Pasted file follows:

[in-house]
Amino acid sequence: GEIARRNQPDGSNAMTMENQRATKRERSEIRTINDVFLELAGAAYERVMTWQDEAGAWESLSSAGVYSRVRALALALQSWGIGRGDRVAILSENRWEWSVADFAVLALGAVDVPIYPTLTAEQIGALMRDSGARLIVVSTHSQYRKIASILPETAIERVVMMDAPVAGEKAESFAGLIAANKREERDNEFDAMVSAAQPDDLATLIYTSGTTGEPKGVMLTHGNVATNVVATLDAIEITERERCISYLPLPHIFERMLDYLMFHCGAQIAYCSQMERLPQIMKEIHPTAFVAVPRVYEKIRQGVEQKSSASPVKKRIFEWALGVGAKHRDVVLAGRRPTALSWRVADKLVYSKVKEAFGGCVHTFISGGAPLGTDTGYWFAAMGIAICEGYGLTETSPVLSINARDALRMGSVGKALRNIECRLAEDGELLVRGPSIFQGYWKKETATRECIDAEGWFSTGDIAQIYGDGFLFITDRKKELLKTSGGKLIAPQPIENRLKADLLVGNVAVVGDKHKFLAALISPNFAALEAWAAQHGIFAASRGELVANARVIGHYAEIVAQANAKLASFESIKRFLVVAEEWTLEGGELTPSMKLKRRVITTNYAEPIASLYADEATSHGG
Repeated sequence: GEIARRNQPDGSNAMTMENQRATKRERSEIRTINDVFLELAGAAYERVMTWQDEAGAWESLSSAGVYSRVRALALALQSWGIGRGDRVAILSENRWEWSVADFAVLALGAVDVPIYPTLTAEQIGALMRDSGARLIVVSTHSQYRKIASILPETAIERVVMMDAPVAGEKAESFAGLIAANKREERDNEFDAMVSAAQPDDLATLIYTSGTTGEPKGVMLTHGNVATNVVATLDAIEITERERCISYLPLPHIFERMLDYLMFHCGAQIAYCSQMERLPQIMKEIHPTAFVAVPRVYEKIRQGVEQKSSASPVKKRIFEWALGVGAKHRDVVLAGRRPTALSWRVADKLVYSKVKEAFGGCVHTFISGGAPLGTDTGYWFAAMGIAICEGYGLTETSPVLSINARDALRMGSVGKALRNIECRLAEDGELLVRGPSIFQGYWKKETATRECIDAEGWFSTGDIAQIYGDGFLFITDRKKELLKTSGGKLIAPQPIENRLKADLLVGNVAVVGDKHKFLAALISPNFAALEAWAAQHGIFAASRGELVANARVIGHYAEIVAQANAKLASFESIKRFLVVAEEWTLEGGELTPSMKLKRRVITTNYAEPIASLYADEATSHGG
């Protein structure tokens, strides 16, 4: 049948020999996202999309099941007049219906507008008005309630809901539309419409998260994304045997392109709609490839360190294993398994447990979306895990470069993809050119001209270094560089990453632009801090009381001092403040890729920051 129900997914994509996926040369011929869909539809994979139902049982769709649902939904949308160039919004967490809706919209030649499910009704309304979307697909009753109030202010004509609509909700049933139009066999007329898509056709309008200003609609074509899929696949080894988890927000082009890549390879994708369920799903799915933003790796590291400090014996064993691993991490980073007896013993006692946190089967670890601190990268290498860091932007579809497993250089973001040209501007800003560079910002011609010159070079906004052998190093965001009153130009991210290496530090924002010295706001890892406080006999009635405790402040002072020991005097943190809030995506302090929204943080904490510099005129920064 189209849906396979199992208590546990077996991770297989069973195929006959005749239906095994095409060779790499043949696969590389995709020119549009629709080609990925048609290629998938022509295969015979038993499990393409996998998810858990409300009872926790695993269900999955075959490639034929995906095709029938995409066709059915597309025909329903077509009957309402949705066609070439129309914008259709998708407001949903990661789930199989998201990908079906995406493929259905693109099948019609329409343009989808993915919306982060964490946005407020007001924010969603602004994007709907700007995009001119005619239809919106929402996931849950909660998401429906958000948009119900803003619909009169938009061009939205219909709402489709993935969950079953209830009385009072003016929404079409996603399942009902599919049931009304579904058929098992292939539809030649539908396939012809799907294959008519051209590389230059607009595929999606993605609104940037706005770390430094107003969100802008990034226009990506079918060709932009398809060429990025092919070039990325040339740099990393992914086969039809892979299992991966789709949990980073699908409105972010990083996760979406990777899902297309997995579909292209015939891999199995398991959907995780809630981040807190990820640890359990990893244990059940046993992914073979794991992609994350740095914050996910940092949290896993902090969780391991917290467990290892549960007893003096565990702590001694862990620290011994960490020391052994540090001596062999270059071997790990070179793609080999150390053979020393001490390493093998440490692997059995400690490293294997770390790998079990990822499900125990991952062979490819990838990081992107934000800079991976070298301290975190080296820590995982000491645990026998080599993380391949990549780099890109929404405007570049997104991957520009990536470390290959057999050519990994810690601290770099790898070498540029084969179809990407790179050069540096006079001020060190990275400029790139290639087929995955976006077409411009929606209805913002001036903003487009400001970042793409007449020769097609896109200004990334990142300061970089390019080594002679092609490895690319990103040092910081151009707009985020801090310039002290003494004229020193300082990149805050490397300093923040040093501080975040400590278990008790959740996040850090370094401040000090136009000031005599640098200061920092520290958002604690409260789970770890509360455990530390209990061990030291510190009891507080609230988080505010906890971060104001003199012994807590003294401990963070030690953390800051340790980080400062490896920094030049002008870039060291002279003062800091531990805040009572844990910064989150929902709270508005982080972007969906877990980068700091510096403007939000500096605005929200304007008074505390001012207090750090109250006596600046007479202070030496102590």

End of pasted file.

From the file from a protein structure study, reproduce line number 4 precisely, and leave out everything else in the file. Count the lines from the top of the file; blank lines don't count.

């Protein structure tokens, strides 16, 4: 049948020999996202999309099941007049219906507008008005309630809901539309419409998260994304045997392109709609490839360190294993398994447990979306895990470069993809050119001209270094560089990453632009801090009381001092403040890729920051 129900997914994509996926040369011929869909539809994979139902049982769709649902939904949308160039919004967490809706919209030649499910009704309304979307697909009753109030202010004509609509909700049933139009066999007329898509056709309008200003609609074509899929696949080894988890927000082009890549390879994708369920799903799915933003790796590291400090014996064993691993991490980073007896013993006692946190089967670890601190990268290498860091932007579809497993250089973001040209501007800003560079910002011609010159070079906004052998190093965001009153130009991210290496530090924002010295706001890892406080006999009635405790402040002072020991005097943190809030995506302090929204943080904490510099005129920064 189209849906396979199992208590546990077996991770297989069973195929006959005749239906095994095409060779790499043949696969590389995709020119549009629709080609990925048609290629998938022509295969015979038993499990393409996998998810858990409300009872926790695993269900999955075959490639034929995906095709029938995409066709059915597309025909329903077509009957309402949705066609070439129309914008259709998708407001949903990661789930199989998201990908079906995406493929259905693109099948019609329409343009989808993915919306982060964490946005407020007001924010969603602004994007709907700007995009001119005619239809919106929402996931849950909660998401429906958000948009119900803003619909009169938009061009939205219909709402489709993935969950079953209830009385009072003016929404079409996603399942009902599919049931009304579904058929098992292939539809030649539908396939012809799907294959008519051209590389230059607009595929999606993605609104940037706005770390430094107003969100802008990034226009990506079918060709932009398809060429990025092919070039990325040339740099990393992914086969039809892979299992991966789709949990980073699908409105972010990083996760979406990777899902297309997995579909292209015939891999199995398991959907995780809630981040807190990820640890359990990893244990059940046993992914073979794991992609994350740095914050996910940092949290896993902090969780391991917290467990290892549960007893003096565990702590001694862990620290011994960490020391052994540090001596062999270059071997790990070179793609080999150390053979020393001490390493093998440490692997059995400690490293294997770390790998079990990822499900125990991952062979490819990838990081992107934000800079991976070298301290975190080296820590995982000491645990026998080599993380391949990549780099890109929404405007570049997104991957520009990536470390290959057999050519990994810690601290770099790898070498540029084969179809990407790179050069540096006079001020060190990275400029790139290639087929995955976006077409411009929606209805913002001036903003487009400001970042793409007449020769097609896109200004990334990142300061970089390019080594002679092609490895690319990103040092910081151009707009985020801090310039002290003494004229020193300082990149805050490397300093923040040093501080975040400590278990008790959740996040850090370094401040000090136009000031005599640098200061920092520290958002604690409260789970770890509360455990530390209990061990030291510190009891507080609230988080505010906890971060104001003199012994807590003294401990963070030690953390800051340790980080400062490896920094030049002008870039060291002279003062800091531990805040009572844990910064989150929902709270508005982080972007969906877990980068700091510096403007939000500096605005929200304007008074505390001012207090750090109250006596600046007479202070030496102590």